Suicide prevention in mental health care – time for new ideas?

Heidi Hjelmeland, Julia Hagen, Birthe Loa Knizek About the authors

Many authors have recently pointed out problems associated with the current recommendations for a risk-factor-based approach to the assessment of suicide risk and suicide prevention in mental health care. Here we will outline an alternative approach, which may be more appropriate with regard to suicidal patients.

We have previously pointed out that the Nasjonale retningslinjer for forebygging av selvmord i psykisk helsevern [National guidelines for the prevention of suicide in mental health care] (1) may have unintended and detrimental consequences for clinical practice (2). However, Mehlum and collaborators (3) and Emblemsvåg (4) defend the guidelines by comparing suicide prevention in mental health care to safety measures in road traffic.

This reinforces our concern that the ability to see each individual will be overwhelmed by the standardised assessments of risk factors that are emphasised in the guidelines. Straume appears to share our concern when asking, based on the guidelines’ clear recommendations for emphasising risk factors in assessment of suicide risk: «What would be the effect of alternative use of time in terms of suicide prevention?» (5).

What is the alternative?

The risk-factor mindset is based on the biomedical illness model. Even though the notion of causality in itself is not always made explicit, this model is based on an idea of a linear cause-and-effect relationship that regards suicidal behaviour as the result of (caused by) various risk factors (6, 7). In terms of philosophy of science, however, speaking of causal explanations of human behaviour is questionable (8).

One alternative is to emphasise intentional/teleological explanations. Key questions in the assessment of suicide risk and its follow-up are consequently: What is communicated by suicidal thoughts or actions? What does this person wish to achieve through a suicidal act? What problems is this act intended to solve? (9) Thereby, the communicative aspect inherent in suicidality is included (9 – 11). Such questions will help reveal the subjective meaning(s) that the suicidality/suicidal act has for the individual.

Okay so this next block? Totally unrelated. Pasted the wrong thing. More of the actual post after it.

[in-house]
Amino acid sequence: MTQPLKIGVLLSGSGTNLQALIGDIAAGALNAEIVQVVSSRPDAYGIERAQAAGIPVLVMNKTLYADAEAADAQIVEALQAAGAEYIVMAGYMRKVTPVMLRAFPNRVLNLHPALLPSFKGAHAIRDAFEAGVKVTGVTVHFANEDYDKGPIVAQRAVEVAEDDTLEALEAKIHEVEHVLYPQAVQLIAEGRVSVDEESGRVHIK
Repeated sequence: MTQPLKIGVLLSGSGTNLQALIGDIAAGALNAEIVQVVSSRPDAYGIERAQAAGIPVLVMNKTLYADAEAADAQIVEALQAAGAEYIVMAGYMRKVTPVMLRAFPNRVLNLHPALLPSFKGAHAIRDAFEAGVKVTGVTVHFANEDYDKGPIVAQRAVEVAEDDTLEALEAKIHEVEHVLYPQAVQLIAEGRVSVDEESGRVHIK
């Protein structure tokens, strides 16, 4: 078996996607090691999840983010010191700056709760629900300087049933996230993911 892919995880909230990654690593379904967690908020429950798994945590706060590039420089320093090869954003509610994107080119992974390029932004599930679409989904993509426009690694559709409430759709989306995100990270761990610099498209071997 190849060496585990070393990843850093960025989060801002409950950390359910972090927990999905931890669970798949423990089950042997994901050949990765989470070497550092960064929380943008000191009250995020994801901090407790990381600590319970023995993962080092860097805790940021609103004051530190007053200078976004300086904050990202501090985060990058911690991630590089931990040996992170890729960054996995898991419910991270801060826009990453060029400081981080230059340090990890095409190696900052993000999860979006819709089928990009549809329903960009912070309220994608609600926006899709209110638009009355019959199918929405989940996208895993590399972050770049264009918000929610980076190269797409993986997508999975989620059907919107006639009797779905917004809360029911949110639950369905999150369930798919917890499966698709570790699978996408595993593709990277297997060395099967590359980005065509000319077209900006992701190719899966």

Hereby, suicidality is linked to the context in which it appears. From the perspective of communication theory, suicidality is regarded not (only) as a matter within the individual, but as a matter between people – i.e. it is regarded in a relational and contextual perspective (11). This also includes the relationship between the client/patient and the therapist. For example, Jobes says that when suicidal persons seek help from a therapist, they are seeking for a relationship that may help them go back to wanting to live (12).

Belongingness and interaction in a given context provide a crucial background for understanding the meaning of suicidality to individuals, which in turn is important for being able to develop and provide adequate help (9). In clinical practice, understanding suicidality as communication may thus help the therapist to focus the treatment by systematically identifying the aspects that need to be reinforced, developed or changed in this person’s interaction with his or her specific environment. This has been described in several models (10, 11) and may, for example, relate to improving the patient’s self-perception, working to achieve a change in the environment or training in more appropriate communication skills.


It is possible that a communicative perspective on suicidality is being applied in clinical contexts somewhere. In the national guidelines, however, it is totally absent (10), despite the fact that two of the founding fathers of American suicidology, Farberow and Shneidman, described suicidal behaviour as acts of communication more than fifty years ago (13). Moreover, eight years before the publication of the national guidelines, Bøe and Thomassen pointed out the detrimental consequences of standardised procedures in psychiatric institutions with regard to matters such as suicidality (14). They found that such procedures were a hindrance to individual assessment and the opportunities of the professionals to exercise their competence.

A communicative perspective on suicidality paves the way for this. Today, when the problems associated with standardisation and the strong emphasis on risk factors in assessment of suicide risk and prevention of suicide in mental health care are being pointed out from several quarters, perhaps a change of perspective is worth a try?

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